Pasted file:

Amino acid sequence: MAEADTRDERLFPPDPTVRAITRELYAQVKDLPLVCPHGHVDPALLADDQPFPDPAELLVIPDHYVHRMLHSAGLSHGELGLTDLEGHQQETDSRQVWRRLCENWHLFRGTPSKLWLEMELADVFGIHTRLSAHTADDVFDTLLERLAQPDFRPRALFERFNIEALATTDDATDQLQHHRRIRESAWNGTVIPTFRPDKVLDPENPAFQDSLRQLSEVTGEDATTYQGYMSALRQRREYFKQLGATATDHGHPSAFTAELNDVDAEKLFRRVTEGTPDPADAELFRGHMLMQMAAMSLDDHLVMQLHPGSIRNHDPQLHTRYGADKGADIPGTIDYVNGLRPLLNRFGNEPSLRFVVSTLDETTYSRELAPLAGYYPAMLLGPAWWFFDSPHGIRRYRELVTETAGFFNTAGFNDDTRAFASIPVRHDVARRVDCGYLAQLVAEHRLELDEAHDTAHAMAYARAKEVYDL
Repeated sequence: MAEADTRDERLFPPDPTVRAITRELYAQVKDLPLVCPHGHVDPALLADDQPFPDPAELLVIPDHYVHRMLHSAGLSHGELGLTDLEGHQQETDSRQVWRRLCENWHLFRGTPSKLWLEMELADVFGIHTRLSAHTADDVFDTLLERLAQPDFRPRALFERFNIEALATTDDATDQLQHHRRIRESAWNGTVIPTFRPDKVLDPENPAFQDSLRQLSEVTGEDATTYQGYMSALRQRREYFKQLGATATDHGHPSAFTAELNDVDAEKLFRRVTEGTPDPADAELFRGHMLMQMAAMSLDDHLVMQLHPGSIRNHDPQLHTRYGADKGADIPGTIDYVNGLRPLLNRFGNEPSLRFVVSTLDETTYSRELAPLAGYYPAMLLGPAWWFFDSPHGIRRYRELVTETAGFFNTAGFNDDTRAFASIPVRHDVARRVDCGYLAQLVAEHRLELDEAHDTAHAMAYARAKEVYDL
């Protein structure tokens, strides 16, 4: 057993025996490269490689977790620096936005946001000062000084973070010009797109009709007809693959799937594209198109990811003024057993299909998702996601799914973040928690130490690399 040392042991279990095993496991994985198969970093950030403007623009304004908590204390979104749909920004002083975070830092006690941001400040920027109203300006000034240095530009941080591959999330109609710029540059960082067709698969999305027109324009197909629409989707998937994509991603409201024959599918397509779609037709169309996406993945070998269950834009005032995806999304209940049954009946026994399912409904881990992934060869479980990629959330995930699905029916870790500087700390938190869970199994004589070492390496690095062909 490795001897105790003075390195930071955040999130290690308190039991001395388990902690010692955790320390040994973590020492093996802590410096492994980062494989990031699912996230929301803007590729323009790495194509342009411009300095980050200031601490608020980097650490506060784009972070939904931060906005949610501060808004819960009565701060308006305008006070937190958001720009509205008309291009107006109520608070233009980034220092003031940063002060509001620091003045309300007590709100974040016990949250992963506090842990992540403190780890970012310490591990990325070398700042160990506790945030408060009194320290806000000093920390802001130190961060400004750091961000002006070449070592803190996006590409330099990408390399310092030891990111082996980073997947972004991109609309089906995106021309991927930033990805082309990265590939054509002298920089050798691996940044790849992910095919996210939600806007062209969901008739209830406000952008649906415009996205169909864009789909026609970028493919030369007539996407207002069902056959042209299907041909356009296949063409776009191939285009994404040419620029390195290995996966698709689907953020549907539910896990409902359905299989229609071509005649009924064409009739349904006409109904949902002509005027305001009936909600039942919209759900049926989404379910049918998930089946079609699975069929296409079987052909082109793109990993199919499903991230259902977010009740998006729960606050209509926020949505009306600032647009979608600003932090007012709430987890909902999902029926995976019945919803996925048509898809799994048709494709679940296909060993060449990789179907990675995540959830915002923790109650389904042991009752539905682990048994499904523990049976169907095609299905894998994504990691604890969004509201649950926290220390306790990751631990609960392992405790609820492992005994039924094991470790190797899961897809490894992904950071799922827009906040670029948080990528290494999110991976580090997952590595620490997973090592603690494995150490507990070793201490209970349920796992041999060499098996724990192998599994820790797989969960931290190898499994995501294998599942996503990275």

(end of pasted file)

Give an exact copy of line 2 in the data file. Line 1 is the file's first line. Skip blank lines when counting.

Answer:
Repeated sequence: MAEADTRDERLFPPDPTVRAITRELYAQVKDLPLVCPHGHVDPALLADDQPFPDPAELLVIPDHYVHRMLHSAGLSHGELGLTDLEGHQQETDSRQVWRRLCENWHLFRGTPSKLWLEMELADVFGIHTRLSAHTADDVFDTLLERLAQPDFRPRALFERFNIEALATTDDATDQLQHHRRIRESAWNGTVIPTFRPDKVLDPENPAFQDSLRQLSEVTGEDATTYQGYMSALRQRREYFKQLGATATDHGHPSAFTAELNDVDAEKLFRRVTEGTPDPADAELFRGHMLMQMAAMSLDDHLVMQLHPGSIRNHDPQLHTRYGADKGADIPGTIDYVNGLRPLLNRFGNEPSLRFVVSTLDETTYSRELAPLAGYYPAMLLGPAWWFFDSPHGIRRYRELVTETAGFFNTAGFNDDTRAFASIPVRHDVARRVDCGYLAQLVAEHRLELDEAHDTAHAMAYARAKEVYDL